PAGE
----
People often complain about what's wrong with Jewish education. Why doesn't it work? Here's a true story about Jewish education that worked.
Outside Ben Gurion airport arrivals, I'm on a long line waiting for the Nesher shared taxi to Jerusalem. The dispatcher, walking up and down the line, spots me.
"Are you going to Jerusalem" - "Yes"
"Are you traveling alone? - "Yes"
"OK, come with me."
Delighted about avoiding a long wait, I am ushered to the front Nesher! God is good to me today. As the driver takes my luggage, I notice a young woman leaving the taxi. She identifies her luggage in the back of the taxi, which is promptly removed.
As I enter the van I survey the scene and quickly figure out what had happened. The back row was occupied by three hareidi young men, with one seat left. The woman was unwelcome to sit next to them, and had to find place on a different taxi.
Moral dilemma: do I take the seat and enjoy my good fortune, or do I refuse to reap the fruits of an injustice done to another? I sat, and the taxi took off.
Conveying my good fortune to my wife I explain that I was the beneficiary of a magnificent hillul Hashem, and that I was feeling somewhat awkward (even as we sped homeward).
The young hareidi men apparently understood English, and when I hung up the phone (yes, I plead guilty to speaking on a cell phone in public) they challenged my description of the event as a hillul Hashem.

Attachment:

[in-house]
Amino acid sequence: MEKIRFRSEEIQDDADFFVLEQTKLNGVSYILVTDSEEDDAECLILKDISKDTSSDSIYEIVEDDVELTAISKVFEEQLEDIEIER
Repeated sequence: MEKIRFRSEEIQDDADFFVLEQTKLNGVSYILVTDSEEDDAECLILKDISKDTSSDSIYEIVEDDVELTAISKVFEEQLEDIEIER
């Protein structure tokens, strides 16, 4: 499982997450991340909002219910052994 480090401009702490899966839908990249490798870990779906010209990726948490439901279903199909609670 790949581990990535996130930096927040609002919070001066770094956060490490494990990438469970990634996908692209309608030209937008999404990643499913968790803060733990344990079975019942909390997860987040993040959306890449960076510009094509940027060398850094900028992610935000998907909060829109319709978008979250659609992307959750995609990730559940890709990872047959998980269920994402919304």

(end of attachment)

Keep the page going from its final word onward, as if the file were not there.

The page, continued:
What was to me self-evident apparently needed some explanation, which for the next twenty minutes to half-hour I gladly proferred. It was very simple: If, as a result of my actions/interactions, another human being thinks more highly of the God of the Jews, then that is a kiddush Hashem. But if as a result of my actions/interactions they think less highly of the God of the Jews, then that is a hillul Hashem. Uncomfortable as they were by my formulation, especially since it suggested that their actions were anything less than laudatory, they provided a simple response - "but that's what we were taught! You're not permitted to sit next to a woman."
Now that's what I call effective Jewish education!
I offered an alternative lesson. I told an apocryphal story of R. Hayyim of Brisk who was visiting another European Rosh Yeshiva in his home. Suddenly, they heard the Polish maid singing. Fearing the prohibition of hearing a woman sing (kol isha), the Rosh Yeshiva got up to silence her. R. Hayyim intervened. "NO!", he said. "She works hard; singing eases her burden. Besides, she is allowed to sing. It is we who are forbidden to listen. We should leave the house." And they did.
My traveling partners understood. Red faced, they admitted that they had no need to compromise on the values they had learned without impinging on her place in that taxi. They could have found themselves another taxi that would have been more religiously suited to them.
And who says that Jewish education doesn't work?